Sunday, June 29, 2008

asking for help

Growing up with a mother as a therapist, I never doubted the efficacy or necessity of therapy, nor did I ever attach any sort of stigma to therapy.

Why, then, can it still be so hard to ask for help?

I've seen therapists four times in my life now. The first was over a summer while I was in college, to cope with some issues I had with my father. The second and third were during college, for much the same reason. The fourth was last summer, when I saw a counselor through my Employee Assistance Program (EAP). I had three sessions covered completely by my insurance, and needed a "boost" to get through the combination of neverending illness and the big life change of DBF moving in with me.

I have no doubt that traditional psychotherapy has helped me very much in the past. I have mild depression when my migraines are in a bad cycle, which has been particularly tenacious now that my migraines are really out of control. But I still put off calling my new EAP for a therapy referral for months.

It can be really difficult to ask for help. It's hard enough to ask DBF for help, to get me a glass of water, to make me some tea or even to come to the doctor with me. It's even harder to make a phone call to find a therapist. Is there something wrong with me, that I can't cope with this on my own?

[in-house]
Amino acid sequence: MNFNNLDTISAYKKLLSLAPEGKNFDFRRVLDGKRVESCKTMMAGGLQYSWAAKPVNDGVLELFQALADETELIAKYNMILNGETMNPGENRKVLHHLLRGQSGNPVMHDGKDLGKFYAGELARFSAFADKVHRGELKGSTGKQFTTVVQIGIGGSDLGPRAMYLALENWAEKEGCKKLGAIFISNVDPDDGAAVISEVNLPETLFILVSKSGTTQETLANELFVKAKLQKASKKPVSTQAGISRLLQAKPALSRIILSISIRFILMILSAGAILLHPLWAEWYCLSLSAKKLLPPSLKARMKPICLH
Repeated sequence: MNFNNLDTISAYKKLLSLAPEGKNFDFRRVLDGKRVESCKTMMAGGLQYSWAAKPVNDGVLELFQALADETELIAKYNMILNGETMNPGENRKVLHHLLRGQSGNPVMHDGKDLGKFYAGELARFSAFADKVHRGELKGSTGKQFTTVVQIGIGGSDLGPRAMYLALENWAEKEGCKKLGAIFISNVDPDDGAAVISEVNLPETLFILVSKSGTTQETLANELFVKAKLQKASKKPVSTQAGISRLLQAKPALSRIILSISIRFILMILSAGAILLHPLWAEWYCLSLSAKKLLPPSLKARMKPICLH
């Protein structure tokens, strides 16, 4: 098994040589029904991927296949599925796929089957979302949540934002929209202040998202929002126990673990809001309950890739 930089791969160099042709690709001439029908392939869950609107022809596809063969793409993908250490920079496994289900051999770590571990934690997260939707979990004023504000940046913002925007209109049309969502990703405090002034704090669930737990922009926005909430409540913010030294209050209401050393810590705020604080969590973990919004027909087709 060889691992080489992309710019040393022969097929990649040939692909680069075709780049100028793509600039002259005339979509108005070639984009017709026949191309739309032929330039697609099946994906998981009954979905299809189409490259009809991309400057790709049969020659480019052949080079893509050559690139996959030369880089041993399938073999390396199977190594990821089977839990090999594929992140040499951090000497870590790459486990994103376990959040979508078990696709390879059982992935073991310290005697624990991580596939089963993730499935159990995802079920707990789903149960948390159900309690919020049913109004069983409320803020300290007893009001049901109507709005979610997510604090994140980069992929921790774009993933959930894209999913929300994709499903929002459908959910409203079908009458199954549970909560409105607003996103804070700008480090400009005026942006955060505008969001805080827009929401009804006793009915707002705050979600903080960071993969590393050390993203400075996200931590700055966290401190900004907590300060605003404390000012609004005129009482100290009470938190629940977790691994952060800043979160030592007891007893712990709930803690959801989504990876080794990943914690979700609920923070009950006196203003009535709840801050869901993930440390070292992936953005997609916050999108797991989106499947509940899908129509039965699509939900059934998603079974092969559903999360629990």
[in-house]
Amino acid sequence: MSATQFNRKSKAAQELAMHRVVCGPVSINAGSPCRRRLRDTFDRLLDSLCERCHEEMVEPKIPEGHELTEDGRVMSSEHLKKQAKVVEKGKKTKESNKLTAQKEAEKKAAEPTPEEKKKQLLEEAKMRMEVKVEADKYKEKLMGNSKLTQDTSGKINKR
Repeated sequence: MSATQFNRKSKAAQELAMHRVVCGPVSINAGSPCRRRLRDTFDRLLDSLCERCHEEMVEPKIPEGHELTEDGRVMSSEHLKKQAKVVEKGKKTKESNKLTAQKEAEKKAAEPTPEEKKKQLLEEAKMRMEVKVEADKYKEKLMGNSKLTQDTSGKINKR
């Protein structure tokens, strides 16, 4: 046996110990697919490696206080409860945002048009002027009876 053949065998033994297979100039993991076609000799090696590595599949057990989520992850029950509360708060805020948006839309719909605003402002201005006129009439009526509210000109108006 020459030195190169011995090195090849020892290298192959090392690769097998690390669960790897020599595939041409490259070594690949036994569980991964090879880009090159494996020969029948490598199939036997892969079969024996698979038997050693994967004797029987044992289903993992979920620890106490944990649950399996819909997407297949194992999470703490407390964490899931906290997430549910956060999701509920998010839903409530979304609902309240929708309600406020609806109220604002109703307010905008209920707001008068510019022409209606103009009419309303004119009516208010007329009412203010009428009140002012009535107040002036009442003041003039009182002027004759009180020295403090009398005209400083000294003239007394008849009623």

Of course not.

Chronic illness is difficult to cope with because of its chronic nature. Chronic means, it isn't just going to go away after one treatment. It means, in my case, I will always be a migraineur. This disease is something I will always have to manage, whether with aggressive treatments and preventives, or simple relaxation techniques and acute treatment.

My particular situation has been difficult because I've had constant, daily migraine pain since sometime in November. Before that, I had daily pain from migraines or chronic daily headache. I've been in some sort of daily pain for two years now, since I first titrated off the Topamax I took all through college. Daily pain and generally feeling sick from my other migraine symptoms is enough to wear anyone down. The depression hand-in-hand with the migraines is, well, depressing.

Plus, I'm young. I'm at a time in my life when I'm establishing my career and social life. I moved to a whole new state just two years ago, where I've had to establish new ties and a new life. Balancing this with coping with chronic illness is too much for me at times.

Nothing I'm saying here I didn't know. It was still difficult for me to pick up the phone and call my EAP. But I've done it, and I feel better already. Hopefully I can get my first therapy appointment before DBF and I leave for vacation on Thursday.

Ah, yes. Vacation. DBF and I are going away for a week to our company's timeshare condo right on a lake only a few hours from here. We plan to have a relaxing week away, and since it's just the two of us, there's no pressure. The condo has a kitchen, so sticking to my restrictive diet shouldn't be too much of a problem.

So that's where I am. Therapy = good. Vacation = awesome.

Be well,

Tuesday, June 24, 2008

finally, a rescue (medication)

Since getting my first Botox injections two weeks ago, my pain levels overall have decreased, even though my ongoing migraine still hasn't quit. My base pain level is now a 2 out of 10, rather than 4. I still spike as high as an 8 weekly or so, but overall I'm feeling a bit better.